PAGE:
The second Monica pointed the gun off to the side French was over the counter and on her in a flash. The gun flew from her hand as French clocked her across the jaw. She followed through the swing with the rest of her body, plowing Monica straight into the wall. She grabbed her by the collar and lifted the dazed librarian off the floor. “I don’t know how they do things in the library, but you never threaten my employees, and you never, ever tell me what to do in my own kitchen. Got it, geek?”

Monica was choking and tears streamed down her face.

Fry rushed to them and urged French to let her down.

“She was trying to kill me!” French let the woman drop to the floor.

“I wasn’t going to let her shoot you. You haven’t signed my paycheck yet.”

Monica stared into space, her body crumpled in on itself. Fry knelt next to her and smoothed her hair. She spoke to her quietly and helped her to her feet. French glowered at them.

“Why don’t you make us some tea and I’ll take Monica into the dining room.”

French didn’t move. She put her hands on her hips and gave Fry the raised eyebrow look. “You’re not even the slightest bit sensitive to the concept of hierarchy are you?”

“Okay, you take Monica in and I’ll get the tea...”

“Yeah, yeah, I’ll get it.” She walked off grumbling about a chef’s prerogative and the poor attitudes of hired help.

Fry sat with Monica. The older woman hadn’t said a word, she hugged herself in the quiet of the large room. It was dark, except for the soft light from a single lamp Fry had turned on. She’d wrapped one of the large table cloths over Monica’s shoulders to help her get warm and feel more secure. She didn’t know what to say, so she chatted about nothing in particular.

“She thought she could win...” Monica began quietly. She shook her head as she talked. “She thought... they’d have to pay attention to her if she held something over them... I told her not to. That they wouldn’t tolerate it, no matter how little she wanted. They’d never accept being beholden to someone they thought so inferior. So they killed her.” She looked up and right into Fry. “And that woman in there is as guilty as any of them. She’s one of their lap dogs. Does their dirty bidding. She has no heart.”

“No Monica. French’s priorities skewed, I admit, but...”

“She’s right.” French had been listening in the darkness. “I did Mitchell’s dirty work for years. And it didn’t bother me. I got what I wanted out of the bargain. I’m not going to tell you I’m a saint, that I’ve seen the light and changed my ways. But I didn’t kill her Monica.”

“Don’t waste your breath on me. Stick to innocent girls who haven’t experienced your charm, first hand.”

“But Monica, we’re trying to figure out who killed Louisa. Just the other night we started looking for clues. And French found something. I think it must be important, because she hasn’t told me what it is yet.”

Monica looked at both of them, confused.

Fry shot French an accusing glance and French rolled her eyes. “I told you before, you’re not getting involved in this.”

“I’ll be the judge of that. What makes you so all over qualified to solve a murder? You don’t even know the first thing about the people in this town.” Fry said.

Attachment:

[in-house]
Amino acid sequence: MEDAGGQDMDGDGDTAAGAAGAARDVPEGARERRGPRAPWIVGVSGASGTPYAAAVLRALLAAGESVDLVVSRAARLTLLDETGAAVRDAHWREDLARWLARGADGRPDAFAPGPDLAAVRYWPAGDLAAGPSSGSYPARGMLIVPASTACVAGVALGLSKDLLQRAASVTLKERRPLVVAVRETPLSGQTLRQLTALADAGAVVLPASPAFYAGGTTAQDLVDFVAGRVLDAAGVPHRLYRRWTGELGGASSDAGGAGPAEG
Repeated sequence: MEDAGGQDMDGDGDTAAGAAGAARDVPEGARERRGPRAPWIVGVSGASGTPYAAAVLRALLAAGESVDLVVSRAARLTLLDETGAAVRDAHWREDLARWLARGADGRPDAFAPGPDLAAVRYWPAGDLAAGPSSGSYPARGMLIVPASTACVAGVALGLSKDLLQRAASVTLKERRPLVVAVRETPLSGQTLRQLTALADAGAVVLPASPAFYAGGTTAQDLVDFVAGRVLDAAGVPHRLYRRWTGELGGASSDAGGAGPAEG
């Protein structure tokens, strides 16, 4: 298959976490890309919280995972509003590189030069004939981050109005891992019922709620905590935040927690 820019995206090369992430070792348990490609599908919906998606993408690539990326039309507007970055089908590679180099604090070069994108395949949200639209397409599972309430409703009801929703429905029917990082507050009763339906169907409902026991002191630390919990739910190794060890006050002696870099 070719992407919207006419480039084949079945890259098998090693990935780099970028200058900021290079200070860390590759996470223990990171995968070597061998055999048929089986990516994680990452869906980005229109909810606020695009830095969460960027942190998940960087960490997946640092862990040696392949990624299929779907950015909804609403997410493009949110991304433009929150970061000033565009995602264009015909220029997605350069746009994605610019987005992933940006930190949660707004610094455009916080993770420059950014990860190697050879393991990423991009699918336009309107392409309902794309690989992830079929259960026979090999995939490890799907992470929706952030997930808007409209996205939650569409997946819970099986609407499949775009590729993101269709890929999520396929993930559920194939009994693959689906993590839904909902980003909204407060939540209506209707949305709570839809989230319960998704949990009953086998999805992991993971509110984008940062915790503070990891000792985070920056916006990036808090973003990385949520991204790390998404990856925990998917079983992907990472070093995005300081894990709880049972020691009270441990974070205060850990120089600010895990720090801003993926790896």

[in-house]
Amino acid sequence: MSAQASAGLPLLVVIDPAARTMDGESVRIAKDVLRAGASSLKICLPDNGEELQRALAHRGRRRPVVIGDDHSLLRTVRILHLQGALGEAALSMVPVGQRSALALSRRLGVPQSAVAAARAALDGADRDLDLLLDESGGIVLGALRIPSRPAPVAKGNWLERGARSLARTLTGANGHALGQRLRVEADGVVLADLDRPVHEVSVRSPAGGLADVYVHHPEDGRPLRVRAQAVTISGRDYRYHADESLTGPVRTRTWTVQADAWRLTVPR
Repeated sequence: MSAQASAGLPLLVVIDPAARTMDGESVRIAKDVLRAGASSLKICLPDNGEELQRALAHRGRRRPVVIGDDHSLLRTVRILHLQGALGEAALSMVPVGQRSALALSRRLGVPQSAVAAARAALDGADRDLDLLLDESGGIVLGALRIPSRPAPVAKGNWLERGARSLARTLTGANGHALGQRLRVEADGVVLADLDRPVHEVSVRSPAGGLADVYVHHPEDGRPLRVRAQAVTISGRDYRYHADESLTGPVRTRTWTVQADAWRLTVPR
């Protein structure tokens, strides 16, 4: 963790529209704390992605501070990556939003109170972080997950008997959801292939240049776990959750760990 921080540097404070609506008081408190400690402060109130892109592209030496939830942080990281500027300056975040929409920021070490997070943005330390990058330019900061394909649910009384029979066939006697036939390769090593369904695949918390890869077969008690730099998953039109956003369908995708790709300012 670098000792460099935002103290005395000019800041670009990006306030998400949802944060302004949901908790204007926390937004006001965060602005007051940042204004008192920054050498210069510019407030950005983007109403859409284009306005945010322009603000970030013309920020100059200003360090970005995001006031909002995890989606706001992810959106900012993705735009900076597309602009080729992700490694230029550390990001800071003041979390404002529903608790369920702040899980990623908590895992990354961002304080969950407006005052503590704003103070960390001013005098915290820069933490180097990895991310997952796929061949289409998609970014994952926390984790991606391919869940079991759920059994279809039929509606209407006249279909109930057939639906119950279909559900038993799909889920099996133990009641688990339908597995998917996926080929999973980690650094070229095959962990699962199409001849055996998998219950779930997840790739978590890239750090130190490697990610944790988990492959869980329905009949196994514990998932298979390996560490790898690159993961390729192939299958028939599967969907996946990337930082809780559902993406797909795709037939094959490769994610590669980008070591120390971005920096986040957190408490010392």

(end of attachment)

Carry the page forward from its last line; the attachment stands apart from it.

“I know enough to stay away from them. You especially.”

“Do you two do this all of the time?” Monica was exhausted. And given the circumstances, bewildered at the inane bickering these two fell into at the least pretext.

“What?” They asked in unison.

“Never mind. Were you the ones who broke into the house?”

“No! It was like that when we got there...” Fry realised she may have spoken too soon.

“What were you doing in her house? With her?” Monica wouldn’t give up her distrust for French. It had been well earned.

“I told you. We’re trying to find out who killed her. We know she was murdered.” Fry put a reassuring hand on Monica’s shoulder. “Someone tried to frame French, but they did a bad job of it. We thought there might be something in the house that the police didn’t notice. Dil showed us where he found her.”

“Dil Mackenzie?”

“Yes, he believes us. He’s going to help.”

Monica gave Fry a skeptical look and turned to French for confirmation.

The chef had slumped into a chair and covered her face with her hands. “You’re mad if you think that moron is anything more than an accident in motion. He’s not helping ‘us’. You,” she pointed at Fry. “will be helping ‘us’ as little as possible. Listen to Monica. Aside from the restaurant, you don’t want to get mixed up with anything I’m even remotely involved in. Trust me.”

“She’s right Violet. Dil wouldn’t be much help. He couldn’t even get my cat, Pepper, out of the miniature spruce in my front yard. I told him to leave her, she hunts birds from there, but he insisted that she was trapped in the branches. He broke most of them before he uprooted the thing altogether. It was another week before Pepper would go out again. I don’t think she’ll ever set foot in another tree.”

“Thank you, now please tell her to leave this to me.” French urged.

“French, I don’t like you. I never will. But I will tell you something. Violet’s right, you know nothing about the people on this island. If you did, you’d know that you don’t tell a Spark what to do. Not if you value your time.”

French was reluctant to give in on the issue. But one look at Fry and there wasn’t much left to argue. Her expression all but said the issue was settled. French was sure that evil grin was a final statement. So much for the angel theory. Fry may have beeen sheltered, but she wasn’t a kid. French hoped she’d stay out of the way and be as little trouble as possible.

Without conceding anything vocally, she turned to Monica and asked, “What was it she’d found? Who was she blackmailing?”

Continued in Chapter 12.